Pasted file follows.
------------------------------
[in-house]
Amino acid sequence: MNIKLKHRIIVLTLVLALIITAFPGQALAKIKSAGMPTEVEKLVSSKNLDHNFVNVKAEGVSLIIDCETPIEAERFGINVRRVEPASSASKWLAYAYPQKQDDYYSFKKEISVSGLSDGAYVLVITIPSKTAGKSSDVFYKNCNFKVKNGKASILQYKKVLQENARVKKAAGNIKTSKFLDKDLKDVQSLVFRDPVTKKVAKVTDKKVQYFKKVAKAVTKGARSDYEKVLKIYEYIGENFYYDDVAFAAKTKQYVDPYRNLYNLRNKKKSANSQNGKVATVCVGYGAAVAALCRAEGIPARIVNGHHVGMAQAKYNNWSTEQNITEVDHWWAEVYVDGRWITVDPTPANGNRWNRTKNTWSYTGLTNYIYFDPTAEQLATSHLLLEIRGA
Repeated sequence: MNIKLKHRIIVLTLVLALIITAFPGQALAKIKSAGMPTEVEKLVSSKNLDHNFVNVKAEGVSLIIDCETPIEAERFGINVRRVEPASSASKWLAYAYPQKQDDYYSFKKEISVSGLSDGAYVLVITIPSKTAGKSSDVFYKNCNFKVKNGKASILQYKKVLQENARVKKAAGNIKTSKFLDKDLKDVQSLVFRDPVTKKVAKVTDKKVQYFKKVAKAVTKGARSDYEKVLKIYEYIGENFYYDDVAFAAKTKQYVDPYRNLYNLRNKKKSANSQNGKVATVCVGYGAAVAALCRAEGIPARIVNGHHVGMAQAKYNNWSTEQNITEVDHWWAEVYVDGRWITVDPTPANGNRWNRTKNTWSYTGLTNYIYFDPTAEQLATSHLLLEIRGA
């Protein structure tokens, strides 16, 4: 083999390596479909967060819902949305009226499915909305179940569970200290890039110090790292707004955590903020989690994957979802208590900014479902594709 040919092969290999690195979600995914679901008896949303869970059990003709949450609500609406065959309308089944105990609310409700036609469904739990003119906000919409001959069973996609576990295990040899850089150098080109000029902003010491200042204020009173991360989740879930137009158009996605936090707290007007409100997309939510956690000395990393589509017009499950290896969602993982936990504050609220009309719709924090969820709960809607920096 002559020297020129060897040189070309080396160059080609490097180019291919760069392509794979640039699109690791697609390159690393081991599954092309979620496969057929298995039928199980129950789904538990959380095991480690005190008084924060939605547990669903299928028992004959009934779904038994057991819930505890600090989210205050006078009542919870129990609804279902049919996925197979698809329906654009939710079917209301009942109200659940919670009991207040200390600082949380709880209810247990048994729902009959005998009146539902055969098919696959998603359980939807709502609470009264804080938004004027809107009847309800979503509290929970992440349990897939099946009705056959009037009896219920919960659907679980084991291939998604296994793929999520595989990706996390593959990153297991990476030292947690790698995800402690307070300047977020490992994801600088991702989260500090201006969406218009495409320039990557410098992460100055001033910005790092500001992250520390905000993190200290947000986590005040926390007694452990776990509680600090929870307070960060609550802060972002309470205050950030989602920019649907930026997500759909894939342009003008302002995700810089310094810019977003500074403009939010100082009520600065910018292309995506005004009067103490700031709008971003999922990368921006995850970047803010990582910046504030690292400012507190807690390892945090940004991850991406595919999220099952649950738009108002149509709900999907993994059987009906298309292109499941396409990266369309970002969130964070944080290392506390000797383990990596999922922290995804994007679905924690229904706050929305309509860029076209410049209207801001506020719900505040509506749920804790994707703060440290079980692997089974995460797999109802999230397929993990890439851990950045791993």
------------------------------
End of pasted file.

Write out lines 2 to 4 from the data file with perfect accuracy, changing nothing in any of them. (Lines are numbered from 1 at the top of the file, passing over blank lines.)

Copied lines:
Amino acid sequence: MNIKLKHRIIVLTLVLALIITAFPGQALAKIKSAGMPTEVEKLVSSKNLDHNFVNVKAEGVSLIIDCETPIEAERFGINVRRVEPASSASKWLAYAYPQKQDDYYSFKKEISVSGLSDGAYVLVITIPSKTAGKSSDVFYKNCNFKVKNGKASILQYKKVLQENARVKKAAGNIKTSKFLDKDLKDVQSLVFRDPVTKKVAKVTDKKVQYFKKVAKAVTKGARSDYEKVLKIYEYIGENFYYDDVAFAAKTKQYVDPYRNLYNLRNKKKSANSQNGKVATVCVGYGAAVAALCRAEGIPARIVNGHHVGMAQAKYNNWSTEQNITEVDHWWAEVYVDGRWITVDPTPANGNRWNRTKNTWSYTGLTNYIYFDPTAEQLATSHLLLEIRGA
Repeated sequence: MNIKLKHRIIVLTLVLALIITAFPGQALAKIKSAGMPTEVEKLVSSKNLDHNFVNVKAEGVSLIIDCETPIEAERFGINVRRVEPASSASKWLAYAYPQKQDDYYSFKKEISVSGLSDGAYVLVITIPSKTAGKSSDVFYKNCNFKVKNGKASILQYKKVLQENARVKKAAGNIKTSKFLDKDLKDVQSLVFRDPVTKKVAKVTDKKVQYFKKVAKAVTKGARSDYEKVLKIYEYIGENFYYDDVAFAAKTKQYVDPYRNLYNLRNKKKSANSQNGKVATVCVGYGAAVAALCRAEGIPARIVNGHHVGMAQAKYNNWSTEQNITEVDHWWAEVYVDGRWITVDPTPANGNRWNRTKNTWSYTGLTNYIYFDPTAEQLATSHLLLEIRGA
């Protein structure tokens, strides 16, 4: 083999390596479909967060819902949305009226499915909305179940569970200290890039110090790292707004955590903020989690994957979802208590900014479902594709 040919092969290999690195979600995914679901008896949303869970059990003709949450609500609406065959309308089944105990609310409700036609469904739990003119906000919409001959069973996609576990295990040899850089150098080109000029902003010491200042204020009173991360989740879930137009158009996605936090707290007007409100997309939510956690000395990393589509017009499950290896969602993982936990504050609220009309719709924090969820709960809607920096 002559020297020129060897040189070309080396160059080609490097180019291919760069392509794979640039699109690791697609390159690393081991599954092309979620496969057929298995039928199980129950789904538990959380095991480690005190008084924060939605547990669903299928028992004959009934779904038994057991819930505890600090989210205050006078009542919870129990609804279902049919996925197979698809329906654009939710079917209301009942109200659940919670009991207040200390600082949380709880209810247990048994729902009959005998009146539902055969098919696959998603359980939807709502609470009264804080938004004027809107009847309800979503509290929970992440349990897939099946009705056959009037009896219920919960659907679980084991291939998604296994793929999520595989990706996390593959990153297991990476030292947690790698995800402690307070300047977020490992994801600088991702989260500090201006969406218009495409320039990557410098992460100055001033910005790092500001992250520390905000993190200290947000986590005040926390007694452990776990509680600090929870307070960060609550802060972002309470205050950030989602920019649907930026997500759909894939342009003008302002995700810089310094810019977003500074403009939010100082009520600065910018292309995506005004009067103490700031709008971003999922990368921006995850970047803010990582910046504030690292400012507190807690390892945090940004991850991406595919999220099952649950738009108002149509709900999907993994059987009906298309292109499941396409990266369309970002969130964070944080290392506390000797383990990596999922922290995804994007679905924690229904706050929305309509860029076209410049209207801001506020719900505040509506749920804790994707703060440290079980692997089974995460797999109802999230397929993990890439851990950045791993």